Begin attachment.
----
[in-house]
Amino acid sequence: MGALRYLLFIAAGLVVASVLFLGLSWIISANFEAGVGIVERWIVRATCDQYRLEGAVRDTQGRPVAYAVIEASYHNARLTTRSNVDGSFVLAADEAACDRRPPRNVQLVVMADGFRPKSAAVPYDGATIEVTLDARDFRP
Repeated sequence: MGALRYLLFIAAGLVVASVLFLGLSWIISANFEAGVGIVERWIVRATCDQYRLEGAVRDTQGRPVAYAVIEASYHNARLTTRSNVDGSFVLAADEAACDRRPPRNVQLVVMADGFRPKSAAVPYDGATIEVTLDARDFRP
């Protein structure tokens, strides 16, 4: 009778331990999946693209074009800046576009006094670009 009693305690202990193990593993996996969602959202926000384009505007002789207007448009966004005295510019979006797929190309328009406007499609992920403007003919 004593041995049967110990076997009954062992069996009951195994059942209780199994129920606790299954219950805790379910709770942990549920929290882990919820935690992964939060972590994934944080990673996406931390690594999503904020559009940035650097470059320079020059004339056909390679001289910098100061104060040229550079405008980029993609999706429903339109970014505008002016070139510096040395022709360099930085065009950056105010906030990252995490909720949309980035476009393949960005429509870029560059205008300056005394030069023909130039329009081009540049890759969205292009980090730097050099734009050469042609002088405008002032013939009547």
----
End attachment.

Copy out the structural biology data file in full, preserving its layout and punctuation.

[in-house]
Amino acid sequence: MGALRYLLFIAAGLVVASVLFLGLSWIISANFEAGVGIVERWIVRATCDQYRLEGAVRDTQGRPVAYAVIEASYHNARLTTRSNVDGSFVLAADEAACDRRPPRNVQLVVMADGFRPKSAAVPYDGATIEVTLDARDFRP
Repeated sequence: MGALRYLLFIAAGLVVASVLFLGLSWIISANFEAGVGIVERWIVRATCDQYRLEGAVRDTQGRPVAYAVIEASYHNARLTTRSNVDGSFVLAADEAACDRRPPRNVQLVVMADGFRPKSAAVPYDGATIEVTLDARDFRP
């Protein structure tokens, strides 16, 4: 009778331990999946693209074009800046576009006094670009 009693305690202990193990593993996996969602959202926000384009505007002789207007448009966004005295510019979006797929190309328009406007499609992920403007003919 004593041995049967110990076997009954062992069996009951195994059942209780199994129920606790299954219950805790379910709770942990549920929290882990919820935690992964939060972590994934944080990673996406931390690594999503904020559009940035650097470059320079020059004339056909390679001289910098100061104060040229550079405008980029993609999706429903339109970014505008002016070139510096040395022709360099930085065009950056105010906030990252995490909720949309980035476009393949960005429509870029560059205008300056005394030069023909130039329009081009540049890759969205292009980090730097050099734009050469042609002088405008002032013939009547």